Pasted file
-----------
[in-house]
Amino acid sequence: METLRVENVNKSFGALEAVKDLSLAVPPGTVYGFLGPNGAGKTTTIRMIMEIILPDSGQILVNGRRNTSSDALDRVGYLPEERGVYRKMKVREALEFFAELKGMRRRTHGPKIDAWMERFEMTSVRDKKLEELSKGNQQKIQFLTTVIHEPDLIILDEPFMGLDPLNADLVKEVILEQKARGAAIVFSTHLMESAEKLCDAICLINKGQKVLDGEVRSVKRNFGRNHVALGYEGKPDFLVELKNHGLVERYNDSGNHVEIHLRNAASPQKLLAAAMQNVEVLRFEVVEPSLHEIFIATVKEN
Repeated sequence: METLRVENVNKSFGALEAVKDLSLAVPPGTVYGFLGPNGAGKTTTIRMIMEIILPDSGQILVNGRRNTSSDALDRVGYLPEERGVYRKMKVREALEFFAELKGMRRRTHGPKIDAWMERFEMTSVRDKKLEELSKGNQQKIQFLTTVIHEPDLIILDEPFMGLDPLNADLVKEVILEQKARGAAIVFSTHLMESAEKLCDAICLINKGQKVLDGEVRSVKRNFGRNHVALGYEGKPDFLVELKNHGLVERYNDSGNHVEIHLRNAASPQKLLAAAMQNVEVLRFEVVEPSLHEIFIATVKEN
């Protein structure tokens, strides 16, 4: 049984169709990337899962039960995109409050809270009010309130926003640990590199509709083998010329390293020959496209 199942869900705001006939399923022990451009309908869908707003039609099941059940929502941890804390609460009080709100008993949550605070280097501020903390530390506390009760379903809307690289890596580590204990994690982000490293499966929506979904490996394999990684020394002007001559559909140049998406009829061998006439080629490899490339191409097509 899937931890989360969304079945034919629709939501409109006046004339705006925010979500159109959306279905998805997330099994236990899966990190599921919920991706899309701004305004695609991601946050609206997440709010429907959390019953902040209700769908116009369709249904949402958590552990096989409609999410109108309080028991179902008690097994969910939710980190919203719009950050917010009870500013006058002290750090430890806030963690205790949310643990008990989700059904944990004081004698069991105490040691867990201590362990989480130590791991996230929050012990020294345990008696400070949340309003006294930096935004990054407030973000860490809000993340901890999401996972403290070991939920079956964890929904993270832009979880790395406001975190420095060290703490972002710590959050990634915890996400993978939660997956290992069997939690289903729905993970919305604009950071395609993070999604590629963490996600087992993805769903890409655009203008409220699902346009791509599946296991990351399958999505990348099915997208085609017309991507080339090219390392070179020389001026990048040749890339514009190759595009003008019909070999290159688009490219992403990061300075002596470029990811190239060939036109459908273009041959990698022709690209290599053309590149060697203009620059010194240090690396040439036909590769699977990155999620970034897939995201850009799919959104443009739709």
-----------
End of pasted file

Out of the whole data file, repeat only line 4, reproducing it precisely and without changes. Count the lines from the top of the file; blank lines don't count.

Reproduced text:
């Protein structure tokens, strides 16, 4: 049984169709990337899962039960995109409050809270009010309130926003640990590199509709083998010329390293020959496209 199942869900705001006939399923022990451009309908869908707003039609099941059940929502941890804390609460009080709100008993949550605070280097501020903390530390506390009760379903809307690289890596580590204990994690982000490293499966929506979904490996394999990684020394002007001559559909140049998406009829061998006439080629490899490339191409097509 899937931890989360969304079945034919629709939501409109006046004339705006925010979500159109959306279905998805997330099994236990899966990190599921919920991706899309701004305004695609991601946050609206997440709010429907959390019953902040209700769908116009369709249904949402958590552990096989409609999410109108309080028991179902008690097994969910939710980190919203719009950050917010009870500013006058002290750090430890806030963690205790949310643990008990989700059904944990004081004698069991105490040691867990201590362990989480130590791991996230929050012990020294345990008696400070949340309003006294930096935004990054407030973000860490809000993340901890999401996972403290070991939920079956964890929904993270832009979880790395406001975190420095060290703490972002710590959050990634915890996400993978939660997956290992069997939690289903729905993970919305604009950071395609993070999604590629963490996600087992993805769903890409655009203008409220699902346009791509599946296991990351399958999505990348099915997208085609017309991507080339090219390392070179020389001026990048040749890339514009190759595009003008019909070999290159688009490219992403990061300075002596470029990811190239060939036109459908273009041959990698022709690209290599053309590149060697203009620059010194240090690396040439036909590769699977990155999620970034897939995201850009799919959104443009739709």